I avoided the Interstate in favor of back roads and long stretches of emptiness and sweeping curves. Corn and soybean fields lined each side of me much of the way.
For the most part, the roads were devoid of traffic. At times, the isolation was interrupted with an attractive old farm house or a fancy, modern mansion sitting on vast land. The GS seems made for roads like these. The road shoulders are replete with gravel that I didn't find objectionable. I never hesitated to pull over in because the bike enters and pulls away easily from such shifts in road surface. I think these roads will make for some nice early morning photos and I made a mental note to return in the near future.
When I arrived at the park, I spent a little time at the river. I parked near another motorcycle because that's where an empty space existed. Had I known what was in store for me, I probably would have parked farther way. As I turned off the bike a couple sitting at a park bench turned. I thought the man was saying something but I couldn't hear him until I removed my helmet. He looked like he belonged to the Harley Davidson I parked next to.
"Hey, aren't you hot with all that stuff on?" He motioned to his head and body.
I hate when this happens. I mean, I don't ask folks anything about the gear they wear or don't wear. Why do I seem to always get people who shun gear asking me about mine. It bugs me. His voice is not questioning, it's more of an accusing statement. Inside I want to tell him to leave me alone. Instead, I just say, "No, I'm not, I'm fine." Frankly, I am ATGATT (all the gear, all the time). If I were burning up, sweating profusely, ready to drop of heat stroke, I'd never admit it to people who adopt that tone with me. It was a warm day but donning weather appropriate gear is possible. It requires an investment of money to find the right gear and a commitment to wear it. Period.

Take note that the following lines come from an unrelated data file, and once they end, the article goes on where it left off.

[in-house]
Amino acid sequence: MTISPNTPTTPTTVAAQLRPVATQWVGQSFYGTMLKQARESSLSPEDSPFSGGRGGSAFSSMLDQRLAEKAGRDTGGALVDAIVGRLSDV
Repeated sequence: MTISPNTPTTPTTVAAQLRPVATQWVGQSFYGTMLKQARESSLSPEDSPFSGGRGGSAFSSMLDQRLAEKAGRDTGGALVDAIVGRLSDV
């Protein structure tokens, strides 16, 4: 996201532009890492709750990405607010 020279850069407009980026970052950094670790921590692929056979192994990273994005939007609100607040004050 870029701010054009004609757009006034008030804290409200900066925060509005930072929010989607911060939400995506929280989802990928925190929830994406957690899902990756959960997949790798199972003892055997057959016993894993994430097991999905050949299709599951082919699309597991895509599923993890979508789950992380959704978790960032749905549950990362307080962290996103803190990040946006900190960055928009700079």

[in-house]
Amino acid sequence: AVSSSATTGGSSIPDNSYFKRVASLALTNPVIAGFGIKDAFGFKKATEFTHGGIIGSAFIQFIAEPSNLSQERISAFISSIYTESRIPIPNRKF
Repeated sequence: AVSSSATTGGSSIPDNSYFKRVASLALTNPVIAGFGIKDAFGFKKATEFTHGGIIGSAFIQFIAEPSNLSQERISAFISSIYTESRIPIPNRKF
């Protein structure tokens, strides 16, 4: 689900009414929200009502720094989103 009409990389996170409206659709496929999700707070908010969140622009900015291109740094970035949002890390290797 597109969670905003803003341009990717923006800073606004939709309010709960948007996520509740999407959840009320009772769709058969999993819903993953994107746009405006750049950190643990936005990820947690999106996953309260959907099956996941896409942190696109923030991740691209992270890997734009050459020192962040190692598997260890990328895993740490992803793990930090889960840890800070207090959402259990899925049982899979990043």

I reversed my route and headed home. While on one of those lonely roads, I thought about why I love solo riding so much. I am able to ride my own ride. Whenever I've ridden with Dave, for instance, I am paying attention to him and thus slightly distracted. My thoughts are interrupted as I watch him for and ignore the rode. Out there alone, I quickly settle into my own zone; I self talk about the ride and potential hazards; I vary my speed; I stop when I want; I do not need to synchronize my nature calls with anyone else. Solo riding. It's all about me and that's not a bad thing.
Stay tuned to hear me yak about Monday, my first Track Day of fun-filled learning.